Transparency Still Lacking In Town Government

Meghan Perry •

To the editor: Another open meeting law violation by a board representing the Town of Nantucket, this time by the Affordable Housing Trust, the organization in charge of $84 million in taxpayer money and who is asking for more.

The state’s attorney general yet again sided with a private citizen’s open meeting law complaint, taking nine months to review, deliberate, and deliver a decision.

She found that the open meeting law was broken when the trust went into executive session under false pretenses and decided to discuss (for 12 minutes) and vote behind closed doors to recommend the town drop the appeal of Surfside Crossing. A matter in which the trust was not a party to or involved in.

The trust is made up of members of the community who sit on multiple boards, including the Select Board and the Planning Board. When the chair of the Select Board and the chair of the Planning Board (both up for re-election) are setting the agendas and partaking in these meetings, in my opinion, it appears as though the problem might stem from the top. Something to keep in mind when you cast your vote.

Why is it OK to violate the law? Why do members of these boards and the staff advising them feel that this is the only and necessary method to accomplish their goals? Makes you wonder what’s going on and what other violations are occurring in closed-door meetings.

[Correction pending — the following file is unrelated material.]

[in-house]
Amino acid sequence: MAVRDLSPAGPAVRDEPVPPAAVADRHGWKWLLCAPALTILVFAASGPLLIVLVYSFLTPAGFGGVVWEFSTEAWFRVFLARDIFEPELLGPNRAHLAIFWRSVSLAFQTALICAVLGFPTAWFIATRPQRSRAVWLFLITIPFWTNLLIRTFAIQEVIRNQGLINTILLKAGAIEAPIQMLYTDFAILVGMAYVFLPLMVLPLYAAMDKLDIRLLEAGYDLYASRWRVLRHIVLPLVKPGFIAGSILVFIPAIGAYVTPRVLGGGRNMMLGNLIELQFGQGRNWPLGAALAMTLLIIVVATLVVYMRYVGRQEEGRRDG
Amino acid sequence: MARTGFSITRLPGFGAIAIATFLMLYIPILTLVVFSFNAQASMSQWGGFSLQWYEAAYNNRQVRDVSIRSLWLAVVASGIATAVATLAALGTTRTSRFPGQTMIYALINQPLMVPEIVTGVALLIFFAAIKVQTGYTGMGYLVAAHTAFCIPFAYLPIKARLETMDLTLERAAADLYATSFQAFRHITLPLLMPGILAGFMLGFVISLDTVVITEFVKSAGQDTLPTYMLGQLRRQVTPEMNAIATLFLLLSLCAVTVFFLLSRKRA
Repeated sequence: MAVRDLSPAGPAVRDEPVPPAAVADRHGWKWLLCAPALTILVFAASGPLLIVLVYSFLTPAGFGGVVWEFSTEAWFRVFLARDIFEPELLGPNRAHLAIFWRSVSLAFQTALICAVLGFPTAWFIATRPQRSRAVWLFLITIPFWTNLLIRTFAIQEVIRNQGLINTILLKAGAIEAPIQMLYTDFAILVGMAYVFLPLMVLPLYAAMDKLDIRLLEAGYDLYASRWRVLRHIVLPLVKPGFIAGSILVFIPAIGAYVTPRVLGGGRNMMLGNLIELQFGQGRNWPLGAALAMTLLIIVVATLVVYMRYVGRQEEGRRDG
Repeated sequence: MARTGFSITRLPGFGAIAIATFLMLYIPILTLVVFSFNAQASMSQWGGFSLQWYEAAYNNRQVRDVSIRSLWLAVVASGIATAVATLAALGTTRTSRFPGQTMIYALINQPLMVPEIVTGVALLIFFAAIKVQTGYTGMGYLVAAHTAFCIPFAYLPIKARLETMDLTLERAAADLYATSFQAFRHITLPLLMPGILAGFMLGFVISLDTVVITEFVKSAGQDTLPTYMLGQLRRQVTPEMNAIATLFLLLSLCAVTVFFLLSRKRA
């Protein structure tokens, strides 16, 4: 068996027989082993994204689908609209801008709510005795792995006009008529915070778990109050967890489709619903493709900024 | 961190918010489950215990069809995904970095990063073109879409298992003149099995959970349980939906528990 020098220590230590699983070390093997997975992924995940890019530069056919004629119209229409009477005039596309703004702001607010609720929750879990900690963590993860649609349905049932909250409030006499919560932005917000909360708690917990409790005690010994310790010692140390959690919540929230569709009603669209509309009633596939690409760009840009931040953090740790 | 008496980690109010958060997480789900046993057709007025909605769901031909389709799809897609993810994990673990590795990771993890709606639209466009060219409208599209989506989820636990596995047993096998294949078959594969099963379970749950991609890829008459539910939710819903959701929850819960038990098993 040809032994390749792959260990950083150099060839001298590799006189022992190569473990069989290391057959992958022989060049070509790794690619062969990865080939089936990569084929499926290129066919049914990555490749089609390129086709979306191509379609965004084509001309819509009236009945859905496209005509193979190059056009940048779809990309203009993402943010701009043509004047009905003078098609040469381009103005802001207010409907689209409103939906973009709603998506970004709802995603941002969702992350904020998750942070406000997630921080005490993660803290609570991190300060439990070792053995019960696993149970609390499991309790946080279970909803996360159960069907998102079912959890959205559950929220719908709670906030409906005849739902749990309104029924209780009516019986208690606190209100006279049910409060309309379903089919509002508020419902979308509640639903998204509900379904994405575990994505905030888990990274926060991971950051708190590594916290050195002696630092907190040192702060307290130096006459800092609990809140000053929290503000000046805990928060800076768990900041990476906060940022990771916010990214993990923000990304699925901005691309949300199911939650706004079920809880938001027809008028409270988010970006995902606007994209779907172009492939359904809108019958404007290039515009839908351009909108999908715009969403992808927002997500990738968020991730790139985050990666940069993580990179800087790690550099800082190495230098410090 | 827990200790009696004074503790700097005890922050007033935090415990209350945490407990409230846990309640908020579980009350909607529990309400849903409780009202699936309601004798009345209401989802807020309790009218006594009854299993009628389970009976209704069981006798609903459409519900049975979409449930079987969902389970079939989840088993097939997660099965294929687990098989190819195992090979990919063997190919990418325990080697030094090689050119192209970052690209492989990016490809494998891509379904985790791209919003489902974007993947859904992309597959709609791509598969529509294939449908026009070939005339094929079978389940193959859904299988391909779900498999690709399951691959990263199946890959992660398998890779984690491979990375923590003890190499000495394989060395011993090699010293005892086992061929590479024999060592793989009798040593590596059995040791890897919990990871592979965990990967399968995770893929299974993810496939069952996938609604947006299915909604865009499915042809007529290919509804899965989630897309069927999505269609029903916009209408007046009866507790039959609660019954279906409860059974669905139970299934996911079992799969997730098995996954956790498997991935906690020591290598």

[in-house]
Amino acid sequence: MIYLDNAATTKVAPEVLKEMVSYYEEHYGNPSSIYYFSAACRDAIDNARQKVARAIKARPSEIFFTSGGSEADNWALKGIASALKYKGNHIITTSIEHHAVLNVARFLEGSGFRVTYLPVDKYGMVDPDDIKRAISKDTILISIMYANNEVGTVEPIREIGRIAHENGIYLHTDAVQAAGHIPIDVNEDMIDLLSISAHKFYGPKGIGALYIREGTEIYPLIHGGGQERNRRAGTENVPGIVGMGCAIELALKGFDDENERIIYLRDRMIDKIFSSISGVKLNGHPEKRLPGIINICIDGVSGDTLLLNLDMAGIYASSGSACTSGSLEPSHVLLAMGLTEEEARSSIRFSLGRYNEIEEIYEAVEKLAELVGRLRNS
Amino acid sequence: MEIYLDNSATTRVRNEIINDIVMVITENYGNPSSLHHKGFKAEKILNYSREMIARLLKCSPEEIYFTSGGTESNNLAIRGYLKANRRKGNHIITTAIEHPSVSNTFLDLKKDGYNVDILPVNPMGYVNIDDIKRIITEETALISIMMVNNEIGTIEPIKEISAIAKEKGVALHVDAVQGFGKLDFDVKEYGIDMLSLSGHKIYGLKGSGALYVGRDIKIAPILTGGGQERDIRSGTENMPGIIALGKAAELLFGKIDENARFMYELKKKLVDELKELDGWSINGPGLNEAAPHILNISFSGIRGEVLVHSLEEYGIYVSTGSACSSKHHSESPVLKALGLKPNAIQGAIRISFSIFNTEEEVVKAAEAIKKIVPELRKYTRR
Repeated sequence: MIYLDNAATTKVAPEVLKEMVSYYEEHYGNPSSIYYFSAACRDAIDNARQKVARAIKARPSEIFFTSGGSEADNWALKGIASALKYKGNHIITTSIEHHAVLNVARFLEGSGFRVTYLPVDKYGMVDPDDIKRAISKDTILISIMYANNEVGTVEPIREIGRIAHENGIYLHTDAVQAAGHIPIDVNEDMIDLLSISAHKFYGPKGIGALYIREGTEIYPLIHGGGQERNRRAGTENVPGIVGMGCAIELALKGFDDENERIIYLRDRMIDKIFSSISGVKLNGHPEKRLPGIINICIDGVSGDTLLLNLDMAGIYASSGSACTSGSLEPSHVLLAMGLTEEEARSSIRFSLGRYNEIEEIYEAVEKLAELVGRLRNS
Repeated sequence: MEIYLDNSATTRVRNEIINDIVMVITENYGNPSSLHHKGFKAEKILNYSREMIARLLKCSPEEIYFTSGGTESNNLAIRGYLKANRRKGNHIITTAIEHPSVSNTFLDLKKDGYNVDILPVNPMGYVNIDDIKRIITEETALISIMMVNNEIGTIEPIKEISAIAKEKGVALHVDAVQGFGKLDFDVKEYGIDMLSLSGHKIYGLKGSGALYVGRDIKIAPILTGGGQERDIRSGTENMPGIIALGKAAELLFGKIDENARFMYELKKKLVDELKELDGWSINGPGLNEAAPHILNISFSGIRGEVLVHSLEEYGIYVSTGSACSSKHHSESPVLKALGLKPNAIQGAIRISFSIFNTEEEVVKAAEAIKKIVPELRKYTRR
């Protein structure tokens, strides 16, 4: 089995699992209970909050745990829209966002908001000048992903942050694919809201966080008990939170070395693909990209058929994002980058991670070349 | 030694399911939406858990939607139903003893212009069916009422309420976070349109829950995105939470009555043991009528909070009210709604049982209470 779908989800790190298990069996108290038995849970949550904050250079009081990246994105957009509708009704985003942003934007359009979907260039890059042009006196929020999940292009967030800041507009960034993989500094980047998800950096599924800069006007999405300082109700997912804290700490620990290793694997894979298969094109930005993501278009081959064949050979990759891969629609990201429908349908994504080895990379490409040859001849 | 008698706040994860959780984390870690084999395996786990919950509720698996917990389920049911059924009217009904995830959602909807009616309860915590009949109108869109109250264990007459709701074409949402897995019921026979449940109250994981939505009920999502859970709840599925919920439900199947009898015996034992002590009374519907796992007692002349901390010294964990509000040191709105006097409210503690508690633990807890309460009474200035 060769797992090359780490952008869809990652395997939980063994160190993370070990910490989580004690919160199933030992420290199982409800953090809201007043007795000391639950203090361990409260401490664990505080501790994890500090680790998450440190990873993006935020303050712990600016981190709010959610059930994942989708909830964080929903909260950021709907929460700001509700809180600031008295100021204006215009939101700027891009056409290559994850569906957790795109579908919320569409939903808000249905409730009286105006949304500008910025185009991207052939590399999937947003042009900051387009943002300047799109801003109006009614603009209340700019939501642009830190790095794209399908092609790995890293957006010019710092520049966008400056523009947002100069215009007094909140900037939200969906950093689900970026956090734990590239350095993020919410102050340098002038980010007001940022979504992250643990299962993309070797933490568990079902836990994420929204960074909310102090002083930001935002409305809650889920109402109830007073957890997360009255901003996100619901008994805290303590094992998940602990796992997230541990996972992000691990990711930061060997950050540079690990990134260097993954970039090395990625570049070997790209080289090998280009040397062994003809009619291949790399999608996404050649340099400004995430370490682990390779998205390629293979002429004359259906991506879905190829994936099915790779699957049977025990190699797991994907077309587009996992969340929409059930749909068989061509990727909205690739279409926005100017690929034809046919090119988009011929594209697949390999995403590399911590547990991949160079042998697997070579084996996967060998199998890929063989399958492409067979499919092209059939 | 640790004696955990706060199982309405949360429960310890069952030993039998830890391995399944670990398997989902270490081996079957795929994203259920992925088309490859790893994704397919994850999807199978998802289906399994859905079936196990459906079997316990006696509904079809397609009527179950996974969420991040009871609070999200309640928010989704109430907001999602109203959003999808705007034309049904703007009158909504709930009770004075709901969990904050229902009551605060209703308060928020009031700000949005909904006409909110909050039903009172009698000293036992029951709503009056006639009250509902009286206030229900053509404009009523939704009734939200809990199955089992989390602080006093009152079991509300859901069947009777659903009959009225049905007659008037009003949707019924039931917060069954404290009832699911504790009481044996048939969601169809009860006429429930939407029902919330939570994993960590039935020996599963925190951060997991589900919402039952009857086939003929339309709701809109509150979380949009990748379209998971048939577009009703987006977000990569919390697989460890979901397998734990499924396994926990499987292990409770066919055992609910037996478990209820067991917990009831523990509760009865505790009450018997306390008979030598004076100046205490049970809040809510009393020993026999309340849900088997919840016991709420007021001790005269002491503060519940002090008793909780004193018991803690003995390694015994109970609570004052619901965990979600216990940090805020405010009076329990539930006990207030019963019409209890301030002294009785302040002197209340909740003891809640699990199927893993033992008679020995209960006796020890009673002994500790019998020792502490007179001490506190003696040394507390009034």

When board members and staff decide to go into executive session under false pretenses, discuss matters, and take a vote on them as a method for making major governmental decisions, it further erodes the public trust in town government and is a huge slap in the face of democracy. Some wonder why many members of the community file Freedom of Information Act requests. That appears to be the only way for the public to be informed about what boards are doing. A little transparency might help decrease the number of public record requests.

In my opinion, there clearly is an issue in our town with government transparency, respect for democracy, respect for the citizens of Nantucket, and respect for the laws. These issues are compounded by the identities of the staff involved in and advising both of the open meeting law violations.

Furthermore, this demonstrates yet another time when town counsel has ill-advised its “client” and the advice has been overturned, either in the courts or by the attorney general, dropping the appeal of Surfside Crossing, the Ward case, NP& EDC open meeting law violation and now Affordable Housing Trust open meeting law violation.

The trust in town government has been deeply eroded. Change needs to happen now.

Meghan Perry

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